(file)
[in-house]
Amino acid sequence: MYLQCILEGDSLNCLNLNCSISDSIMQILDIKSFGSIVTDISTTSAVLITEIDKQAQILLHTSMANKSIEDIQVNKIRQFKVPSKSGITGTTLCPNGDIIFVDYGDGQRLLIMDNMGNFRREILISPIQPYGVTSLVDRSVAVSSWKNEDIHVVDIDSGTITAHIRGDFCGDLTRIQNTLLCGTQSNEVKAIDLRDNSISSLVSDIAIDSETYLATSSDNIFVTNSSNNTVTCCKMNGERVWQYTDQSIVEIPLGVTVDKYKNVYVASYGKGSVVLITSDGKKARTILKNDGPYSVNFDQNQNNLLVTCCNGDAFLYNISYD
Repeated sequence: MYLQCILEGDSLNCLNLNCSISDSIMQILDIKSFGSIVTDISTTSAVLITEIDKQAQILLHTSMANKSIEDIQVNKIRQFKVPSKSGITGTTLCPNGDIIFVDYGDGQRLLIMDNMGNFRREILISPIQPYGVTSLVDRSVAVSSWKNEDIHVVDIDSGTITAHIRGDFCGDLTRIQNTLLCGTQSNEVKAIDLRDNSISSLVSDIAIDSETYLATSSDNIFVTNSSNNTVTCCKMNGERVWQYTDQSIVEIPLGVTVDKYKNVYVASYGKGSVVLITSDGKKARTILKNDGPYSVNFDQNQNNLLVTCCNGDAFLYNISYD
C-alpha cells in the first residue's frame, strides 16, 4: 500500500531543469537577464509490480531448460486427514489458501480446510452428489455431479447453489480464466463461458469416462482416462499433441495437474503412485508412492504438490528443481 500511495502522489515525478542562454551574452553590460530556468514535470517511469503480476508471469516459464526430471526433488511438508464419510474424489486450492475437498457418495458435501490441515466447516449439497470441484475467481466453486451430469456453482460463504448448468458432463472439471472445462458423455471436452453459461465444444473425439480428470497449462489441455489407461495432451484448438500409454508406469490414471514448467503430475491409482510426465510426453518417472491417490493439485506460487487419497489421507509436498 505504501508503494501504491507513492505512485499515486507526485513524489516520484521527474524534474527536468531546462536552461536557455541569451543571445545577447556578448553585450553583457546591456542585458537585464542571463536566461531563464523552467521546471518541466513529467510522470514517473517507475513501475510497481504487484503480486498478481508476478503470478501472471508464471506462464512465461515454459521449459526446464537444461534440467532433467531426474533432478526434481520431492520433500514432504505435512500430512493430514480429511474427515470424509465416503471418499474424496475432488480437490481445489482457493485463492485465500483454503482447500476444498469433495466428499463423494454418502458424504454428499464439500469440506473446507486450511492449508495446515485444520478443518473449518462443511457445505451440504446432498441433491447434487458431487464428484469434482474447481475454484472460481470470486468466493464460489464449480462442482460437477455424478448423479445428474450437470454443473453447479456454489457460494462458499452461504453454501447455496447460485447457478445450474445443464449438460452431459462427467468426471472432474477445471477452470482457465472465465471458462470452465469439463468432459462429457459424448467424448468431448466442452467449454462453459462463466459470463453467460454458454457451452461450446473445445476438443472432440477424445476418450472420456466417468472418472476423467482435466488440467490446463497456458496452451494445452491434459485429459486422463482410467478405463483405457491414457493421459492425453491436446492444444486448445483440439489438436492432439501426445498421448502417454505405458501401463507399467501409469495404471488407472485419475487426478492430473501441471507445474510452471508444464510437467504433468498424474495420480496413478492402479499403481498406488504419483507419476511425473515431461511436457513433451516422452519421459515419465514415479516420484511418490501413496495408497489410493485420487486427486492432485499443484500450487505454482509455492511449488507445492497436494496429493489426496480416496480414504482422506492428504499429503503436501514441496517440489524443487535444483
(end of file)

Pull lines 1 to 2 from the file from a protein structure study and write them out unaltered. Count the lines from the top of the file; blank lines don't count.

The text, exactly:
[in-house]
Amino acid sequence: MYLQCILEGDSLNCLNLNCSISDSIMQILDIKSFGSIVTDISTTSAVLITEIDKQAQILLHTSMANKSIEDIQVNKIRQFKVPSKSGITGTTLCPNGDIIFVDYGDGQRLLIMDNMGNFRREILISPIQPYGVTSLVDRSVAVSSWKNEDIHVVDIDSGTITAHIRGDFCGDLTRIQNTLLCGTQSNEVKAIDLRDNSISSLVSDIAIDSETYLATSSDNIFVTNSSNNTVTCCKMNGERVWQYTDQSIVEIPLGVTVDKYKNVYVASYGKGSVVLITSDGKKARTILKNDGPYSVNFDQNQNNLLVTCCNGDAFLYNISYD